Five Actions of the National Call to
Action to Promote Oral Health
• Change perceptions of oral health.
• Overcome barriers by replicating effective programs and proven efforts.
• Build the science base and accelerate science transfer.
• Increase oral health workforce diversity, capacity, and flexibility.
• Increase collaborations.
SOURCE: HHS, 2003c.
sumption that all actions should be science based, culturally sensitive, integrated into overall health and well-being activities, and routinely evaluated. Nearly a decade later, while improvements have been made, these actions are still needed.
In the sections below, the roles of individual HHS operating divisions and staff divisions are discussed. Examples are taken from public sources of information and given to highlight some of the major work of these entities but are not necessarily exhaustive of every role the entities have in improving oral health and oral health care. Appendix B includes a chart of the key HHS agencies currently involved in oral health.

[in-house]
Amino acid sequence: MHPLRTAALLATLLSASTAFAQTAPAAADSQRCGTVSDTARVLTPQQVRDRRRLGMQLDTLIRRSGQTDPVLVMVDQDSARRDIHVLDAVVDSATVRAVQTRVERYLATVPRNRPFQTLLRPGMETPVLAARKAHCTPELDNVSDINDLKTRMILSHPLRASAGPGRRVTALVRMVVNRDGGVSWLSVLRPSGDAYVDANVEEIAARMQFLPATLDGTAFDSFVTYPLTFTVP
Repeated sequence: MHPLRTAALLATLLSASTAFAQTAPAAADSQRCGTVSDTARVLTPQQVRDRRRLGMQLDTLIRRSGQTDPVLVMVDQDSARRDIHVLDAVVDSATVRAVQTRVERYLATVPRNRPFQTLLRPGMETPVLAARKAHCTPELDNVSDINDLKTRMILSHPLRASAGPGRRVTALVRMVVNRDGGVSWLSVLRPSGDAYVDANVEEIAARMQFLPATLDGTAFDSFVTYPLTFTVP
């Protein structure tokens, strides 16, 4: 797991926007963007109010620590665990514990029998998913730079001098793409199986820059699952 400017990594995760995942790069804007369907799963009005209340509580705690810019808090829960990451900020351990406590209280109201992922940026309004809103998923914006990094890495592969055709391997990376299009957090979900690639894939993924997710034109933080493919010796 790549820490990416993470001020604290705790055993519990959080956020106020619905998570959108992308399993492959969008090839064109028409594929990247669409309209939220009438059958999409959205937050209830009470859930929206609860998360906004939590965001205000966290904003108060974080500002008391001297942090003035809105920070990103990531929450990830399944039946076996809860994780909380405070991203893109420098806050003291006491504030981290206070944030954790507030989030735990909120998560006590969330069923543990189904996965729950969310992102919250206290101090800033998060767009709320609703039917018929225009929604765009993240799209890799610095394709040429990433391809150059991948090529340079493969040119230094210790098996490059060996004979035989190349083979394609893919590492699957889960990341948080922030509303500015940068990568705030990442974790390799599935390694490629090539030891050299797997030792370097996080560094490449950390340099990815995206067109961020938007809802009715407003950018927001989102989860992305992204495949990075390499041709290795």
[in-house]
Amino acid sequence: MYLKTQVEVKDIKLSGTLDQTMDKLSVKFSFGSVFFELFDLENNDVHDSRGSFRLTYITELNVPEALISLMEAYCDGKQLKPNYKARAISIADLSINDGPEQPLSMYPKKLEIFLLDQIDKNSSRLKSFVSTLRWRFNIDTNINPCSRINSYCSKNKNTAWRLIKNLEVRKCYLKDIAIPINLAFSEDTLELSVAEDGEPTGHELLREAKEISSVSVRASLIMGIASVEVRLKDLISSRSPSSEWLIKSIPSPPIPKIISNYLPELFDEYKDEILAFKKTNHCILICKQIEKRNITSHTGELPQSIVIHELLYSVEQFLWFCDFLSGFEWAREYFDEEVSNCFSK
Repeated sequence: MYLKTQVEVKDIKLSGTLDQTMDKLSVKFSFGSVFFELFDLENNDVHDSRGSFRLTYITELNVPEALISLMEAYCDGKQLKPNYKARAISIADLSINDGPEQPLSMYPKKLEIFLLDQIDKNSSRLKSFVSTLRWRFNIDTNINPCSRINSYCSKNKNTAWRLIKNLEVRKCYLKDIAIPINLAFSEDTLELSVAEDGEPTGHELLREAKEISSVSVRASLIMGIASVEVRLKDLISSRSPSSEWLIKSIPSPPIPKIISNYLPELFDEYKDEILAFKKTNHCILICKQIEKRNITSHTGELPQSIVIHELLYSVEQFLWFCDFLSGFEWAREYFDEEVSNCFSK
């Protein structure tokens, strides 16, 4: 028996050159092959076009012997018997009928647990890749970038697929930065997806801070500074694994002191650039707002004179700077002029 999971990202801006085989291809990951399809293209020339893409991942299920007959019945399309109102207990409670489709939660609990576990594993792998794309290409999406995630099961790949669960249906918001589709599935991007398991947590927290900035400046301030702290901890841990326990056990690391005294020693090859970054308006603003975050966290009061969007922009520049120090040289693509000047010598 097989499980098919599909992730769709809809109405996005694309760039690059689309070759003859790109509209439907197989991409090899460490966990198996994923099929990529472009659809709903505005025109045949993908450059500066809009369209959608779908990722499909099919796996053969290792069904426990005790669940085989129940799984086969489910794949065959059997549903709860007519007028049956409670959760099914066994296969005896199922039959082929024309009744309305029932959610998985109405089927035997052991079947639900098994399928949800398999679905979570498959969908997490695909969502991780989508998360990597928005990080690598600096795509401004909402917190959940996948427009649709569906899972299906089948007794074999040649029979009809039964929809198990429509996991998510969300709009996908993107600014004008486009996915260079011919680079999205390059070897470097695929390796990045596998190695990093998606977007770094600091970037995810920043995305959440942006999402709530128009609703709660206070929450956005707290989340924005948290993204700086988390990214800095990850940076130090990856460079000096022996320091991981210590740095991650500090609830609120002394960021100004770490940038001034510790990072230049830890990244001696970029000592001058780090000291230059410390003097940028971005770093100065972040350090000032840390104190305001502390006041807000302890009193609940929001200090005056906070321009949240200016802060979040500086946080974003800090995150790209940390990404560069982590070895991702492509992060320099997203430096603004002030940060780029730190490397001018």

Administration for Children and Families
Oral health activities in the Administration for Children and Families center on its Head Start program, which is operated through the Office of Head Start. The Administration for Children and Families requires Head Start programs to determine whether a child has received age-appropriate preventive dental care within 90 days of the child entering the Head Start program.11
If a child has not received appropriate care, the Head Start program must help the parents make arrangements for the child to receive it.12 Ap-
11 Code of Federal Regulations, Office of Human Development Services, Department of Health and Human Services, title 45, sec. 1304.20 (2009).